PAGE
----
US FAA mandates inspections for 2,600 Boeing 737 aircrafts over oxygen mask issue

(MENAFN) The U.S. Federal Aviation Administration (FAA) announced on Monday that it has mandated inspections for 2,600 Boeing 737 aircraft due to potential issues with passenger oxygen masks during emergencies. The directive covers both 737 MAX and NG models following multiple incidents where passenger service unit oxygen generators were found to have shifted out of their intended positions. This misalignment could potentially prevent the proper delivery of supplemental oxygen in the event of cabin depressurization.

Boeing issued a bulletin to airlines on June 17, prompting the FAA to take action with an immediate airworthiness directive. Under this directive, airlines are required to conduct thorough visual inspections within a specified timeframe—ranging from 120 to 150 days depending on the 737 model—and implement necessary corrective measures.

The FAA directive specifies that airlines must perform general visual inspections, replace oxygen generators with new or serviceable units as needed, apply thermal pads to secure them, and reposition any affected oxygen generators to ensure they are properly aligned.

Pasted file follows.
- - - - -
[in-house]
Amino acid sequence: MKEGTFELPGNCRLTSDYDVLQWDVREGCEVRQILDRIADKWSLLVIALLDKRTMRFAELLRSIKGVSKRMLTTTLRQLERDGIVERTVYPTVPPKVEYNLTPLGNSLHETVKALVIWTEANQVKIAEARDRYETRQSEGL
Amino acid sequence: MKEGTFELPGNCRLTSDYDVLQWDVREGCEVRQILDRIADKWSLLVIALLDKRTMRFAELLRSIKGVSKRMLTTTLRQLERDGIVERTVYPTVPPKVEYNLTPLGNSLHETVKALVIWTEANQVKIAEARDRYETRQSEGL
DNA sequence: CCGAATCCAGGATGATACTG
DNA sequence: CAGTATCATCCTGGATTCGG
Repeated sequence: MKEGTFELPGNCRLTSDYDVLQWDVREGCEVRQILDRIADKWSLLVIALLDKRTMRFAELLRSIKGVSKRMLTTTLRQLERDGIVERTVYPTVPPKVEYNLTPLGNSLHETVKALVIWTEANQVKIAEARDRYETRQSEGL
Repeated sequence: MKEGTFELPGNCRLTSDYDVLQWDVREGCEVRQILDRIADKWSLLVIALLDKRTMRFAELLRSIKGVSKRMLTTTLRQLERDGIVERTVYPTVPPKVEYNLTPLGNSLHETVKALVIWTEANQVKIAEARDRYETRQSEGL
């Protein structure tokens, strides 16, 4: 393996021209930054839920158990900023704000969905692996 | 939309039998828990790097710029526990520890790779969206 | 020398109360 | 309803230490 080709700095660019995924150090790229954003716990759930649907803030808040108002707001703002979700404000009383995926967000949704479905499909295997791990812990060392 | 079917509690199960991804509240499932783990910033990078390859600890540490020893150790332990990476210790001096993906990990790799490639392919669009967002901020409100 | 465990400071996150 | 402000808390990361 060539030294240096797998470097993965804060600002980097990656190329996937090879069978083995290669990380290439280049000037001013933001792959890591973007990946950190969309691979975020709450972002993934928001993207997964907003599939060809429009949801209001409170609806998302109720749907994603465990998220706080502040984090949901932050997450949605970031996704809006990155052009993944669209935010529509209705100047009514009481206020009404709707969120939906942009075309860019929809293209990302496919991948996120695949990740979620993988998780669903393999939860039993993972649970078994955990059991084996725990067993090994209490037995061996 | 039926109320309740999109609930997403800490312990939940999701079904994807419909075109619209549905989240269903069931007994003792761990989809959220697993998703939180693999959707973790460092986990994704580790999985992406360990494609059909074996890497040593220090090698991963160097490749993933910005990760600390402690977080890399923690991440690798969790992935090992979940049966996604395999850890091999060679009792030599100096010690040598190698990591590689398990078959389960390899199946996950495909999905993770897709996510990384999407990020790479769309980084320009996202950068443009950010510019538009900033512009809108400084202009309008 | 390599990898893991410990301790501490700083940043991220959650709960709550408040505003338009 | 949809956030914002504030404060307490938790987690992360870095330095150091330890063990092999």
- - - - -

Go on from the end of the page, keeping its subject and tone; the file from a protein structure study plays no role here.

This precautionary measure underscores the FAA's commitment to maintaining safety standards across commercial aviation, addressing potential safety concerns proactively to mitigate risks to passengers and crew. Airlines are expected to comply with these directives swiftly to ensure the continued airworthiness and safety of Boeing 737 aircraft in service.



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